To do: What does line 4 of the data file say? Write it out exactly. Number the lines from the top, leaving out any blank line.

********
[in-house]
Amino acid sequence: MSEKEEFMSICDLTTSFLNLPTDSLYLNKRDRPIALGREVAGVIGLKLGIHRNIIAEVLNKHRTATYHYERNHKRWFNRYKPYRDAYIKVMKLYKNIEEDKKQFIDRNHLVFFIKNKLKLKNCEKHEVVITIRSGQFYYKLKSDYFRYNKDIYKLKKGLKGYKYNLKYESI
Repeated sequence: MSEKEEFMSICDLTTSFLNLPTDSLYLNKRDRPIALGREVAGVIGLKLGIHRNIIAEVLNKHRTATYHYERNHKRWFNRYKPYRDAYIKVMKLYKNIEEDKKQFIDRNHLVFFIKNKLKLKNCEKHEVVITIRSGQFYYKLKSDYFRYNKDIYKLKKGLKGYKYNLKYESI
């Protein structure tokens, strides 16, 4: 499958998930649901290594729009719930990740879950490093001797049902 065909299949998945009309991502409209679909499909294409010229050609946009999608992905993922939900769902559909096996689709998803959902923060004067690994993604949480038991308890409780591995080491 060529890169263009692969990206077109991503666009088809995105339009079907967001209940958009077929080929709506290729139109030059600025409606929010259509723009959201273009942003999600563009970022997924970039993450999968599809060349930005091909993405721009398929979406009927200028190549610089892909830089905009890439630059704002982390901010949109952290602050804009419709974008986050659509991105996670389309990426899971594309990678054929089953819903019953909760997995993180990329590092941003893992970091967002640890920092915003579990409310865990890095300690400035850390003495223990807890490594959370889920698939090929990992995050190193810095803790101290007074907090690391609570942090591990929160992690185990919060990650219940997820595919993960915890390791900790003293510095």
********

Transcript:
């Protein structure tokens, strides 16, 4: 499958998930649901290594729009719930990740879950490093001797049902 065909299949998945009309991502409209679909499909294409010229050609946009999608992905993922939900769902559909096996689709998803959902923060004067690994993604949480038991308890409780591995080491 060529890169263009692969990206077109991503666009088809995105339009079907967001209940958009077929080929709506290729139109030059600025409606929010259509723009959201273009942003999600563009970022997924970039993450999968599809060349930005091909993405721009398929979406009927200028190549610089892909830089905009890439630059704002982390901010949109952290602050804009419709974008986050659509991105996670389309990426899971594309990678054929089953819903019953909760997995993180990329590092941003893992970091967002640890920092915003579990409310865990890095300690400035850390003495223990807890490594959370889920698939090929990992995050190193810095803790101290007074907090690391609570942090591990929160992690185990919060990650219940997820595919993960915890390791900790003293510095």